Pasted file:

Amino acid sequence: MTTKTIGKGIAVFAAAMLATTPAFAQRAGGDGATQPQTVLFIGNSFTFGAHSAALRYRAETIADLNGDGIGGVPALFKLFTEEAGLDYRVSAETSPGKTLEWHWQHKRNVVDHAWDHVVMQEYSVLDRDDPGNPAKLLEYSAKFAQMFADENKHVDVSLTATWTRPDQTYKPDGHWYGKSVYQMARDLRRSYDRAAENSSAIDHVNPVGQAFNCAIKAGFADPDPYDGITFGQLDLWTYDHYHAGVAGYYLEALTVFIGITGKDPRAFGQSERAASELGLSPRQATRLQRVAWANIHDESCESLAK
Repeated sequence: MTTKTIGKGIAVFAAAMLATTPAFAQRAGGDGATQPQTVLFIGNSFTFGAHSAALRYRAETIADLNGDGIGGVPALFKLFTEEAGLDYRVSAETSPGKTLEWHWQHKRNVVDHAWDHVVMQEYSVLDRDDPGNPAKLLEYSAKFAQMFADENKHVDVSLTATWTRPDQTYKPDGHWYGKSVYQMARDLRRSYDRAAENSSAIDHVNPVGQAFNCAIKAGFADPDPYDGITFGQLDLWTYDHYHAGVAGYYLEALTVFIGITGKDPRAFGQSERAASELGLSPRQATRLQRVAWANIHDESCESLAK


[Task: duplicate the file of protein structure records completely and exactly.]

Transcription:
Amino acid sequence: MTTKTIGKGIAVFAAAMLATTPAFAQRAGGDGATQPQTVLFIGNSFTFGAHSAALRYRAETIADLNGDGIGGVPALFKLFTEEAGLDYRVSAETSPGKTLEWHWQHKRNVVDHAWDHVVMQEYSVLDRDDPGNPAKLLEYSAKFAQMFADENKHVDVSLTATWTRPDQTYKPDGHWYGKSVYQMARDLRRSYDRAAENSSAIDHVNPVGQAFNCAIKAGFADPDPYDGITFGQLDLWTYDHYHAGVAGYYLEALTVFIGITGKDPRAFGQSERAASELGLSPRQATRLQRVAWANIHDESCESLAK
Repeated sequence: MTTKTIGKGIAVFAAAMLATTPAFAQRAGGDGATQPQTVLFIGNSFTFGAHSAALRYRAETIADLNGDGIGGVPALFKLFTEEAGLDYRVSAETSPGKTLEWHWQHKRNVVDHAWDHVVMQEYSVLDRDDPGNPAKLLEYSAKFAQMFADENKHVDVSLTATWTRPDQTYKPDGHWYGKSVYQMARDLRRSYDRAAENSSAIDHVNPVGQAFNCAIKAGFADPDPYDGITFGQLDLWTYDHYHAGVAGYYLEALTVFIGITGKDPRAFGQSERAASELGLSPRQATRLQRVAWANIHDESCESLAK